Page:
Concerns have grown over the nuclear plants in California because, similar to Japan, they are also located on fault lines. But Per Peterson, former Chair of the nuclear-engineering department at the University of California, Berkeley has reassured people that the fault lines lack the same danger and potential of disaster as Japan.[16]

Energy Security

In a speech on March 31, 2010 at Andrews Air Force Base, President Obama outlined a new energy security plan. The president's plan includes initiatives such as raising fuel efficiency standards. He also announced a decision to double the number of hybrid vehicles in the federal government's fleet, and made a decision to expand domestic offshore oil and gas exploration in Alaska and off the southwest coast (this is either the "southwestern United States" or "South and Eastern Coasts of the United States" The southwestern coast of the USA is from San Diego to about Santa Barbara CA and no new drilling was approve there). the United States.[17] (Link Inactive)

Following up on Obama's speech, the White House blog released a statement on how the administration plans to boost domestic energy production, diversify America's energy portfolio, and promote clean energy innovation with three tactics:

  • Landmark car and truck fuel standards
  • Leading by example - Greening the federal fleet
  • Department of Defense energy security strategic emphasis[18]

Since 2008 American oil production has increased by 70%, mostly due to drilling on private or State lands (not Federal).[19]

Reactions and analysis of energy and climate security

The Center for a New American Security(CNAS) wrote recommendations on how to improve upon the energy security plan. In 2009, CNAS and its author, Christine Parthemore "convened a group of scientists, investors, business executives, academics, nonprofit representatives, defense professionals, and federal, state, and local officials to discuss how to implement President Obama’s energy and climate security goals."[20]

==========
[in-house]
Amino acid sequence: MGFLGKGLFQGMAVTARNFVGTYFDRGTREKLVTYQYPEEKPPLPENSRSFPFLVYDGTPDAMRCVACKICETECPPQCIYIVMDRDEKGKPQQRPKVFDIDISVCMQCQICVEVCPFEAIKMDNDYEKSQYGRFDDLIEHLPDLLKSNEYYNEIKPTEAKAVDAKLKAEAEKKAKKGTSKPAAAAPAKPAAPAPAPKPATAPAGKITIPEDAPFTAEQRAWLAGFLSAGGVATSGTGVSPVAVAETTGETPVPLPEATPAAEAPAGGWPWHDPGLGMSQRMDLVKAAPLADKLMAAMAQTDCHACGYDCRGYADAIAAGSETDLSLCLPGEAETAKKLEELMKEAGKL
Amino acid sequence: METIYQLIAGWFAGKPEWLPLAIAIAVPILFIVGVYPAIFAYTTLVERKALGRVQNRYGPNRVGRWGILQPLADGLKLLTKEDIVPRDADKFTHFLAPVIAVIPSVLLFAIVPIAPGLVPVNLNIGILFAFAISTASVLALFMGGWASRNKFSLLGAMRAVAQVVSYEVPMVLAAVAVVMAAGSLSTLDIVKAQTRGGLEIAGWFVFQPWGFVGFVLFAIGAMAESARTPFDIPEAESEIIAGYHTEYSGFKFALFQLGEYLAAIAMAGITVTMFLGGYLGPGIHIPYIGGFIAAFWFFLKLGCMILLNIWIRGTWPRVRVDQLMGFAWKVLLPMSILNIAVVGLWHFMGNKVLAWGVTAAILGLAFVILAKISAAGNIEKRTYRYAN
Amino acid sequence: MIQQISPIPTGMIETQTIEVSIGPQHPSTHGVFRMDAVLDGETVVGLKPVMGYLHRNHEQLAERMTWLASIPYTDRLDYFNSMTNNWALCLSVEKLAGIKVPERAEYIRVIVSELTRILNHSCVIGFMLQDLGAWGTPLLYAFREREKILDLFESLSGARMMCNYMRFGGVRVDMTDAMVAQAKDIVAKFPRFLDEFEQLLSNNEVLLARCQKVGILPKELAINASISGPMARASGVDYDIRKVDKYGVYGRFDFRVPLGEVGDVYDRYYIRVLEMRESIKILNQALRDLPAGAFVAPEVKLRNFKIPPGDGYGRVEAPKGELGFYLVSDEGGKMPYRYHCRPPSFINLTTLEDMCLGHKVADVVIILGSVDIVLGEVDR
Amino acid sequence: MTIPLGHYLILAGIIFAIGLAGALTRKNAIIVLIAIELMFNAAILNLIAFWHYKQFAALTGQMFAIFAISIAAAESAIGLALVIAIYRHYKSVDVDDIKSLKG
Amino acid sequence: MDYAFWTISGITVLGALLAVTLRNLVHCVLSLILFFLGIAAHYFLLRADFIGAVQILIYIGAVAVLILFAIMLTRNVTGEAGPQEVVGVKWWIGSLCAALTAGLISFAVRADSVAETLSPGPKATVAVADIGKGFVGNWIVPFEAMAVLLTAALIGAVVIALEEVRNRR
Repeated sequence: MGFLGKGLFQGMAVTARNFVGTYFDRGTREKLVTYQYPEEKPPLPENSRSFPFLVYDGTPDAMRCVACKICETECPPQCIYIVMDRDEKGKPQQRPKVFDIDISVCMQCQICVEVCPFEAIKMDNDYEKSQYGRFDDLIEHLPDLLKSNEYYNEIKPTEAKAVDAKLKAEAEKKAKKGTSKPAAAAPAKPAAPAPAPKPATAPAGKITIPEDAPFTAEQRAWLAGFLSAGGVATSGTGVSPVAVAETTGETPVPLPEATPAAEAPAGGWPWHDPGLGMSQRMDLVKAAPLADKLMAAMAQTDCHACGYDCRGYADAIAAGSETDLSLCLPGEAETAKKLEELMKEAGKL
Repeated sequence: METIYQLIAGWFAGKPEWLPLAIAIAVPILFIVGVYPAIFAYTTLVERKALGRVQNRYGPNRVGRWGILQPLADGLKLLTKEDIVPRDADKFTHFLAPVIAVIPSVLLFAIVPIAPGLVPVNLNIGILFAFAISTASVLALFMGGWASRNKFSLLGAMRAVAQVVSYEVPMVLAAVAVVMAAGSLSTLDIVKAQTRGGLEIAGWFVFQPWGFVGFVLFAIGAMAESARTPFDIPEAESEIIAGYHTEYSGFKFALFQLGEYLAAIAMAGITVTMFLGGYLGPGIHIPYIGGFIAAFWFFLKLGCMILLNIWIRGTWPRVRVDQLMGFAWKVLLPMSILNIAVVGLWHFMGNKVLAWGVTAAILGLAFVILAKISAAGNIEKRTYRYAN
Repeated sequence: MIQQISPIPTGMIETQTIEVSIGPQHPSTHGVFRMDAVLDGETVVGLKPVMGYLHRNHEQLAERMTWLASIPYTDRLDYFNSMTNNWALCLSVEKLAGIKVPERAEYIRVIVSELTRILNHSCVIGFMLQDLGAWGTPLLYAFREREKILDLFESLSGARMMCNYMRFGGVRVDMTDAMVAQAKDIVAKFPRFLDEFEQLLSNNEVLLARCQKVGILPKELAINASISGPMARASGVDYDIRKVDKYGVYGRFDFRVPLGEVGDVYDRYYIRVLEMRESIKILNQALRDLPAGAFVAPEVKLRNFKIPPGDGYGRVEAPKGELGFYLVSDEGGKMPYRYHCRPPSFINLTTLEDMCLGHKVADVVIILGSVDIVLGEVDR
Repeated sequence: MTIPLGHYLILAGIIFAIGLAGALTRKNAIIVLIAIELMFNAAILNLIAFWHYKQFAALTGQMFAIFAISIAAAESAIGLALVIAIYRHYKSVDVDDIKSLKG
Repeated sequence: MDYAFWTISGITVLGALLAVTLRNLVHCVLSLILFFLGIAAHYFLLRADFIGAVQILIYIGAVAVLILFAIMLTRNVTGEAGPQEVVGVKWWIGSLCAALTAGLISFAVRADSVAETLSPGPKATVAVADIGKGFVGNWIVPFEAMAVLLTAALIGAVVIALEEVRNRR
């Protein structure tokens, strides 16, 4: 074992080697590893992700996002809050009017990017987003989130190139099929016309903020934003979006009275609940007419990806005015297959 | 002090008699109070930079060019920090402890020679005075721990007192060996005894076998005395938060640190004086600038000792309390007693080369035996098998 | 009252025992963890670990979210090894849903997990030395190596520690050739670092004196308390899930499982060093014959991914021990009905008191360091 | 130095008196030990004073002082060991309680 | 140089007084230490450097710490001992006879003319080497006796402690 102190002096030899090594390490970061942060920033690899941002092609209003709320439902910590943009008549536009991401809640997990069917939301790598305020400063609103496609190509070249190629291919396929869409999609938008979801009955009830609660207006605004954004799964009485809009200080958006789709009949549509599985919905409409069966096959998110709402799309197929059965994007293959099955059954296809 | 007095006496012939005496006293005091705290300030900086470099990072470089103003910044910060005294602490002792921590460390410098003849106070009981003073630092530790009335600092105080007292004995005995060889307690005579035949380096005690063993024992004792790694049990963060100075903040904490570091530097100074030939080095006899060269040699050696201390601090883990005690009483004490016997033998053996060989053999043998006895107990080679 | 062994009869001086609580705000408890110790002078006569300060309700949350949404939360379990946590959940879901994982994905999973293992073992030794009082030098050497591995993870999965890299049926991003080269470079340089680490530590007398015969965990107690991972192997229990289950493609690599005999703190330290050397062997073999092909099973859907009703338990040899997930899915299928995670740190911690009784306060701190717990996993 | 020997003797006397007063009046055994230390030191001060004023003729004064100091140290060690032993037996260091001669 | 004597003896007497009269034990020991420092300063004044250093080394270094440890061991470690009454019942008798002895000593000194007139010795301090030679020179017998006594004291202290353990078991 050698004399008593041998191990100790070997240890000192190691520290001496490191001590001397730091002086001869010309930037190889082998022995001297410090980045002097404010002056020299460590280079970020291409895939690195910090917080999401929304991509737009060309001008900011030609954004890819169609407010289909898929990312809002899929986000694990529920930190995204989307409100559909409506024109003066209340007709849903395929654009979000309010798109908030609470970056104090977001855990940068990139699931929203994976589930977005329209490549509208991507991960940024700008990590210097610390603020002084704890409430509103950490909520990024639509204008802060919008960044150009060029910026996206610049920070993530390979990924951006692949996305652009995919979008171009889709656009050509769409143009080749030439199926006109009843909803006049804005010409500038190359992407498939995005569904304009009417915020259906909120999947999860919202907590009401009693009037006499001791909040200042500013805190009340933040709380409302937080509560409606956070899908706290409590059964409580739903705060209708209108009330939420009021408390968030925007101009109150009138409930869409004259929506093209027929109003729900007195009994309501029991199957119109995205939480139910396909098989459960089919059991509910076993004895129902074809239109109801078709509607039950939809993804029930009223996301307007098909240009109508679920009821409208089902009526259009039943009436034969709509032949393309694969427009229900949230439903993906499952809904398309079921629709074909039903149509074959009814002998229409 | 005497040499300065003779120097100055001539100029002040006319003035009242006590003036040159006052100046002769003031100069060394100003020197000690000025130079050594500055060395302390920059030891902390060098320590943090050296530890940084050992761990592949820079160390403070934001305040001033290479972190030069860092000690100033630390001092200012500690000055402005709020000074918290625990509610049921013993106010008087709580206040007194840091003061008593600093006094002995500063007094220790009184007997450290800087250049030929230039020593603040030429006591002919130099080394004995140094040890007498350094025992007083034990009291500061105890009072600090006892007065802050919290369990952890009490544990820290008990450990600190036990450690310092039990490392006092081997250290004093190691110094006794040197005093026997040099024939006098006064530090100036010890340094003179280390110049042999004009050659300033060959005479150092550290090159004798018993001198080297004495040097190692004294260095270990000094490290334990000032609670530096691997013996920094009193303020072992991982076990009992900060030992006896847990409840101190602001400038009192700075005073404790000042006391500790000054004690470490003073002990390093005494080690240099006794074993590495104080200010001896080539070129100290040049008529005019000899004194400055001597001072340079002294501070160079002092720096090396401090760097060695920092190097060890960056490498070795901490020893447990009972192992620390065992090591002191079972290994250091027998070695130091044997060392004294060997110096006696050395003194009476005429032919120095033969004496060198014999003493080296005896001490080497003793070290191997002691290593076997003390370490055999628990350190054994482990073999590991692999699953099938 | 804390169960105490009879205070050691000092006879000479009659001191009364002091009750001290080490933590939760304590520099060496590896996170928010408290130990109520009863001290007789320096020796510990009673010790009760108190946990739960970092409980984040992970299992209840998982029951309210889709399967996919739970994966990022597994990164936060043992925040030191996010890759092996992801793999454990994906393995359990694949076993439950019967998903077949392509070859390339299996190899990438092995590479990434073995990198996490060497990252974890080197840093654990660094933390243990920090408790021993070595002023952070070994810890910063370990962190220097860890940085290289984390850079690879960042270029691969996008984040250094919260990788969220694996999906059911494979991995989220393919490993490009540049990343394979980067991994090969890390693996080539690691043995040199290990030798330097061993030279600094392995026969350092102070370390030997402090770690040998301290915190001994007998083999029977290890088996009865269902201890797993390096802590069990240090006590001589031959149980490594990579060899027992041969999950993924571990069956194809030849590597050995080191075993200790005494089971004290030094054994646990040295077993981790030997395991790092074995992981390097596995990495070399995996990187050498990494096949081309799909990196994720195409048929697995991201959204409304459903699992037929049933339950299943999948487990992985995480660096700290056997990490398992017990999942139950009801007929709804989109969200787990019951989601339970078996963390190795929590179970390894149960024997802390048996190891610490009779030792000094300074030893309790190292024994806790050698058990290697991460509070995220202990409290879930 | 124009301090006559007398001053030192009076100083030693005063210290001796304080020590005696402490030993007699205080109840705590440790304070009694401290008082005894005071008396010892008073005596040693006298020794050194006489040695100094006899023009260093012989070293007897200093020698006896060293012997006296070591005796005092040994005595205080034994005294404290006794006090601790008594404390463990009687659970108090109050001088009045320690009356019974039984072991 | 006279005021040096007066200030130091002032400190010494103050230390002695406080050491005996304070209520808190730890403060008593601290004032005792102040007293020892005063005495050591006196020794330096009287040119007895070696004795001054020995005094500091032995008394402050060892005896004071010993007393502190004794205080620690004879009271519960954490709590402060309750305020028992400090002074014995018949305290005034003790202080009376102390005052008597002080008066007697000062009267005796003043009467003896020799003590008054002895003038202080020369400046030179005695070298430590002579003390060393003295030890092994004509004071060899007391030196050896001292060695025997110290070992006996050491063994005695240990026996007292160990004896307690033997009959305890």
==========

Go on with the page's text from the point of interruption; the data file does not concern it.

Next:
CNAS recommended three strategies for the administration to help move forward with the energy security plan:

  • Draft a comprehensive national strategy,
  • Link that strategy to a major, systems-level demonstration project for a future, low-carbon energy economy, and
  • Create a scorecard to track progress and capture lessons learned from the historical level of federal investment in energy and climate security.

See also


  1. ^ Energy & Environment
  2. ^ Building a New Foundation for Energy and the Environment April 13, 2010
  3. ^ President Obama Announces $3.4 Billion Investment October 27, 2009
  4. ^ Fact Sheet: A Historic Commitment to Research and Education April 27, 2009
  5. ^ Council on Environmental Quality, Recovery Through Retrofit October 2009
  6. ^ Remarks by the President on Energy June 29, 2009
  7. ^ President Obama Announces National Fuel Efficiency Policy May 19, 2009
  8. ^ Obama Announces Steps to Boost Biofuels, Clean Coal February 3, 2010
  9. ^ Environmental Protection Agency Mandatory Reporting of Greenhouse Gases Rule April 6, 2010
  10. ^ Clean Edge: The Clean Tech Marketing Authority Clean Energy Trends 2009 March 2009
  11. ^ Energy & Environment
  12. ^ Clean Edge: The Clean Tech Marketing Authority Clean Energy Trends 2009 March 2009
  13. ^ NPR Obama's State of the Union Address January 2011
  14. ^
  15. ^ BusinessWeek Nuclear-Power Plan Set Back March 14, 2011
  16. ^ Wall Street Journal Obama's Energy Policy Faces Pressure March 16, 2011
  17. ^ CNN Obama energy plan would open Atlantic and Gulf drilling April 1, 2010
  18. ^ A Comprehensive Plan for Energy Security March 31, 2010
  19. ^ "Bad News For U.S. Drillers As Saudis Signal No Cuts To Oil Output."
  20. ^ Center for a New American Security CNAS Final Recommendations June 2009
This page was last edited on 2 December 2018, at 15:32